The Lyndon LaRouche cult/groupies/choir was in the lobby singing songs of their message which not only did not resonate, it was just plain freaky.
Sunday morning the General Session started at 9:30am more speeches and announcements, awards, reports and election results. When business was directed at the propositions the vote was to support 1B, 1C and 1F. The vote to not support 1A, 1D and 1E came through, even though each was voted yes by the majority, just not the 60% threshold needed. Wes Chesbro did a good job in lobbying his constituents in his delegate region to vote yes, but other legislators must have not had the same effectiveness. (Although I will note that Shane Brinton voted against all the Props but 1B.) There were over 3,000 voting members in attendance and many other observers and media people. After these votes, most delegates left to travel home.
But we still had Party business to do. Resolutions were passed to honor Art Torres, May 22 was designated Harvey Milk Day, Thanks to Obama for his review of Bush Policies and Military and Veterans Outreach.
Then there were the State wide issue Resolutions to vote on. The Resolution Committee had over 100 prospective Resolutions and came back to the delegates with 11. Twice people tried to shut down the voting due to a lack of a quorum, because so many delegates left early. I then witnessed enough violations of Roberts Rules of Order and Parliamentary procedure than on any committee I have been on. The Chair lost complete control over the floor and there was shouting and out of order participation. One more “Point of Information” and I would have lost it. Unfortunately the Chair kept focusing on the Resolutions out of sequence also. So there was much confusion over which Resolution was being voted on and what form the Resolution had taken. It was so crazy that Art Torres abruptly asked for affirmation blanket vote on all the Resolutions brought forth. And the majority did just that. In shortened form, the Resolutions were:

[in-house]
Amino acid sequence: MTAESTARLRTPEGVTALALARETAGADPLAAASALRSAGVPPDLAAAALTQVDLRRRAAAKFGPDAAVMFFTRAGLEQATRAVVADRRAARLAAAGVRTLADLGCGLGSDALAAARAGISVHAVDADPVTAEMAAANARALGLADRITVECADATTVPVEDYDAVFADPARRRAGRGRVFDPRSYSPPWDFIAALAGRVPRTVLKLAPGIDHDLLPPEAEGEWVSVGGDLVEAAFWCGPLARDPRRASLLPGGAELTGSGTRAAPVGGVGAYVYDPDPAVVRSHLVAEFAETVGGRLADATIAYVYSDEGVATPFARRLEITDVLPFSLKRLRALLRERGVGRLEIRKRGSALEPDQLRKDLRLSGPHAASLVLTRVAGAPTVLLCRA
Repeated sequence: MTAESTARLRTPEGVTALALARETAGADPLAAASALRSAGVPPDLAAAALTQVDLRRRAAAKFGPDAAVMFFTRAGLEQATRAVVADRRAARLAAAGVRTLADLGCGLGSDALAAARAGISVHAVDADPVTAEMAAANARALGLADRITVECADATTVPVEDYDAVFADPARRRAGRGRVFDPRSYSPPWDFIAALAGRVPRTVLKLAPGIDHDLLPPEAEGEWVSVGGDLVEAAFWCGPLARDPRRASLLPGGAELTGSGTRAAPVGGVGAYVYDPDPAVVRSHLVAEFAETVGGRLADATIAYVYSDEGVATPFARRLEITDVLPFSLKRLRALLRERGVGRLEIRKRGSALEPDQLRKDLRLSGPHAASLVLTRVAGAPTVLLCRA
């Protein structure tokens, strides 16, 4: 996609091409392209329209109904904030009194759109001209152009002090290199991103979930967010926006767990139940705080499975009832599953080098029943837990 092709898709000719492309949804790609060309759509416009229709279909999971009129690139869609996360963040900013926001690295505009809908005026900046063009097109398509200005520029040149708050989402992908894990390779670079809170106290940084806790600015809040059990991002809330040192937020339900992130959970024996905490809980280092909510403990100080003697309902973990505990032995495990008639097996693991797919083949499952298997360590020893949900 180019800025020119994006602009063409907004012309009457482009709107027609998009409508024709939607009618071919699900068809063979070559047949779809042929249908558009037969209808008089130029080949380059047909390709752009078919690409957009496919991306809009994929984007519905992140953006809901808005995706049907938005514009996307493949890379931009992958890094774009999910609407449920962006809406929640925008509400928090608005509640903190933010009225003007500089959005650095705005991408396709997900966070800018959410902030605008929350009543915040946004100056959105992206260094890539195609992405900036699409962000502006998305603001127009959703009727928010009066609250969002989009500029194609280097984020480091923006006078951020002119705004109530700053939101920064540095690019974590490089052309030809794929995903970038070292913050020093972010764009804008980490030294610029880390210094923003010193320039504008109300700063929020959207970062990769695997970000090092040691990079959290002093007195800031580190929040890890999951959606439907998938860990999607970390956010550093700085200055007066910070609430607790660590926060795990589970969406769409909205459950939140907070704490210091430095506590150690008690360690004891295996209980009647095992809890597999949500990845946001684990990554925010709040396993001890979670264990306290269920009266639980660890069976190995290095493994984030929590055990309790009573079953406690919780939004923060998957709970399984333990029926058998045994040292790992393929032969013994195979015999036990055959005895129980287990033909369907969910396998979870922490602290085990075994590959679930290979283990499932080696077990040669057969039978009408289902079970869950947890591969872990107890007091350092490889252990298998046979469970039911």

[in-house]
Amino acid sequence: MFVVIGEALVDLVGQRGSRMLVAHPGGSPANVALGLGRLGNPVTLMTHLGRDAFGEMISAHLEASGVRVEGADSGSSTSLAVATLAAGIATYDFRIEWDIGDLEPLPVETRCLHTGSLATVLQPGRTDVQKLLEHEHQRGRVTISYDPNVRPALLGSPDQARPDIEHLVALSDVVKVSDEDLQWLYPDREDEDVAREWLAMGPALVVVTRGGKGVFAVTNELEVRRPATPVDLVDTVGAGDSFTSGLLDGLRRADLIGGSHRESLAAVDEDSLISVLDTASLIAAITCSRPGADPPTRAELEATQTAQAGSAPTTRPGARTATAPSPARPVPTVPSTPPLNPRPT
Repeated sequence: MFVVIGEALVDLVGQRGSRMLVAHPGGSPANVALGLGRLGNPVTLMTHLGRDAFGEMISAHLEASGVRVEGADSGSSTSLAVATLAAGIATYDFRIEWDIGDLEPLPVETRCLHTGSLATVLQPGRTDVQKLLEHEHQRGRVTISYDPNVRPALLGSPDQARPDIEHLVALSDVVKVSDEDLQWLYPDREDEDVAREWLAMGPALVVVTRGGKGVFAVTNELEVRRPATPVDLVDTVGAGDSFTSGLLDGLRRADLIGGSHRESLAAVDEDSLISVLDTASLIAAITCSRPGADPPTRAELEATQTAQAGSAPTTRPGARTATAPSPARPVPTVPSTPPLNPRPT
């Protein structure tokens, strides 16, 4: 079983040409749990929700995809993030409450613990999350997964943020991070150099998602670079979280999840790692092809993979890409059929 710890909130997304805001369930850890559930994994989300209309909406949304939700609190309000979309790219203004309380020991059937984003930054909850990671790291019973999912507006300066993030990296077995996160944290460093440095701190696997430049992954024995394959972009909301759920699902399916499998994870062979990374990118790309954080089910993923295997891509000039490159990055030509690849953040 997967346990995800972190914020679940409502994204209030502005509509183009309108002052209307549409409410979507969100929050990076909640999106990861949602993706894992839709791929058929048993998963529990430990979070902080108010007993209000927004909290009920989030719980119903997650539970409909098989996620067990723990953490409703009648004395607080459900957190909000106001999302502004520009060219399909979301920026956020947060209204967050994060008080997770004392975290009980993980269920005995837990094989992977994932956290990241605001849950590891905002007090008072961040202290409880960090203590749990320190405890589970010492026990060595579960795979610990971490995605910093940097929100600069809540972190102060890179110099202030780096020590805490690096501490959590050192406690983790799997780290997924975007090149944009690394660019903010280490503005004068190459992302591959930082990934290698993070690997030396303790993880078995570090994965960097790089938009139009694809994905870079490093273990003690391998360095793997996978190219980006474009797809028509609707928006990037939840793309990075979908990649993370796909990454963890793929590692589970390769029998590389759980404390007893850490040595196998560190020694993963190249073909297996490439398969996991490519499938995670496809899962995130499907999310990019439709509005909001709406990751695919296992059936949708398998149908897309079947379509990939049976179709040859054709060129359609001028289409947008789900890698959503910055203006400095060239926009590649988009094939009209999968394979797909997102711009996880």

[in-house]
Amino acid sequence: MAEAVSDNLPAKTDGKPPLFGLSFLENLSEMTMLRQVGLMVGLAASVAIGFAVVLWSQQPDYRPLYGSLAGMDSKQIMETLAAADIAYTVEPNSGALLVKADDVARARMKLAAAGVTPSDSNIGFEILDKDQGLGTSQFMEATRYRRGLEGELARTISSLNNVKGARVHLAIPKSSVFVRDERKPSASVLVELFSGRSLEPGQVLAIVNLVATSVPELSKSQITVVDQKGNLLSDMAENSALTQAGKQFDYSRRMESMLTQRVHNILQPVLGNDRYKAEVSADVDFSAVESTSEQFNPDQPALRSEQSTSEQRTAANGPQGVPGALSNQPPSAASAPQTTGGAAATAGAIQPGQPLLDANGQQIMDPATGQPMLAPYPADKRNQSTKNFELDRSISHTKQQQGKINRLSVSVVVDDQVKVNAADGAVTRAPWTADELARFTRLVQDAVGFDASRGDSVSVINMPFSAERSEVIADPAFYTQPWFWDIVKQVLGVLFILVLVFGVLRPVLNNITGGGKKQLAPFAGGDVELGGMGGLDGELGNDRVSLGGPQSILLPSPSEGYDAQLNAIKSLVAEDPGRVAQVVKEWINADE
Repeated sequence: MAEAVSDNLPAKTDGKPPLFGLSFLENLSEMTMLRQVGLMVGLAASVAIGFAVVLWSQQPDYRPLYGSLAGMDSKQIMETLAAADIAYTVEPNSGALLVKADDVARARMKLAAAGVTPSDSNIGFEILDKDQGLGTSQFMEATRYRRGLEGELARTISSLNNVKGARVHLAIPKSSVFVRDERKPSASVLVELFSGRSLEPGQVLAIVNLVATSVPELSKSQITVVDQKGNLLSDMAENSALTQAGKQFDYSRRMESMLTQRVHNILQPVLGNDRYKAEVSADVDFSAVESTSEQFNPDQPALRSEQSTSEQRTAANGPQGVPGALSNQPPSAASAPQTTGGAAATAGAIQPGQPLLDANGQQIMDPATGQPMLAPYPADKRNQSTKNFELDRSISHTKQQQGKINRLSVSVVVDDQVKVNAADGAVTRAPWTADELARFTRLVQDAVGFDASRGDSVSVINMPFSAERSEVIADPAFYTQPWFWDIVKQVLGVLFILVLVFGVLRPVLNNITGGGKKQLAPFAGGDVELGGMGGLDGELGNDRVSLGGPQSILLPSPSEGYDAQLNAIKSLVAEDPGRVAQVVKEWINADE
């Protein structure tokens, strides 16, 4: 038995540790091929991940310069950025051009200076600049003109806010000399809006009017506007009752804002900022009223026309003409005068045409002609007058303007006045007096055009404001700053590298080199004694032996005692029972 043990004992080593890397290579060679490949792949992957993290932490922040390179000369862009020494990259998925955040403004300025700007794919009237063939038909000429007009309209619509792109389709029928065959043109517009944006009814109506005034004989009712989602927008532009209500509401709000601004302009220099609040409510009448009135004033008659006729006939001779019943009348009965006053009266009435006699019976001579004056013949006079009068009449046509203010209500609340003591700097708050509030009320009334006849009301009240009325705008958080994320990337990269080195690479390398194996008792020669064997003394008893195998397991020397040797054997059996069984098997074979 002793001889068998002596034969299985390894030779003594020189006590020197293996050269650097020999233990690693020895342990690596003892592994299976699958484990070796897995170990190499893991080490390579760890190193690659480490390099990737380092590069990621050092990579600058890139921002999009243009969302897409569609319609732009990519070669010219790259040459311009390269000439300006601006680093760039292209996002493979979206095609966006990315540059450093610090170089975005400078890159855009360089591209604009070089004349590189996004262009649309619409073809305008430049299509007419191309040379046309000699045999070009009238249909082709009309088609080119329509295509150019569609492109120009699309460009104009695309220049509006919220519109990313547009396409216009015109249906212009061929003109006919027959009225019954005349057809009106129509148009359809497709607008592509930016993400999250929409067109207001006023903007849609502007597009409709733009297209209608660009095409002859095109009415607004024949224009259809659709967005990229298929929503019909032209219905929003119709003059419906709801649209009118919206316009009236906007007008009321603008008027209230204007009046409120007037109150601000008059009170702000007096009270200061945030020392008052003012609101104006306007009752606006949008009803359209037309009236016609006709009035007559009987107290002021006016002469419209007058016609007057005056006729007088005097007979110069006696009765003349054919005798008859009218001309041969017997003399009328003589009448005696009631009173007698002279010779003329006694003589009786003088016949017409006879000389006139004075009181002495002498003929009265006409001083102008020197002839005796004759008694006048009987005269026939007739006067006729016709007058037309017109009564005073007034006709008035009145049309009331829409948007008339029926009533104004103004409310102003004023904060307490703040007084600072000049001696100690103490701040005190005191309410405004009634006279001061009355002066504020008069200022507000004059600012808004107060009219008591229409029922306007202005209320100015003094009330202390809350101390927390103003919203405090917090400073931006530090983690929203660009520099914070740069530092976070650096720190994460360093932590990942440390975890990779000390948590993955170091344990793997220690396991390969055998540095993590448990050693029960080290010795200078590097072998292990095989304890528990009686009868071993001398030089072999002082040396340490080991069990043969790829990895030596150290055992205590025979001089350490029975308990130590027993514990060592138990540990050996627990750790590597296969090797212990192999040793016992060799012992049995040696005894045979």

1. Oppose a Top Two Blanket Primary Proposal.
2. A Call for Hearing and Reaffirmation of the Party’s Support of a Moratorium on the Death Penalty.
3. Support Same Sex Couples in Their Right to Marry by Repealing Proposition 8.
4. Oil Severance.
5. Health Care Reform.
6. In Support of a Majority Vote for State Budget. (This passed unanimously!)
7. Oppose Governor Schwarzenegger’s Cuts to Children, Seniors and the Disabled in the 2009-10 California State Budget.
8. Credit Card Regulation and Interest Rate Capping.
9. Protect Workers Rights to Organize.
10. Senior Cola Resolution.
11. Calling for the Investigation of Judge Jay Bybee and Others for Their Role in Allowing Torture as Part of “Enhanced Interrogation.”
Then there was the drive home and the many discussions of what had happened. I hope I get a chance to go again next year!
CalFire continues to make progress with Tully Fire, 60% contained - At the end of today, CALFire has 60% of the Tully Fire contained; still 599 acres.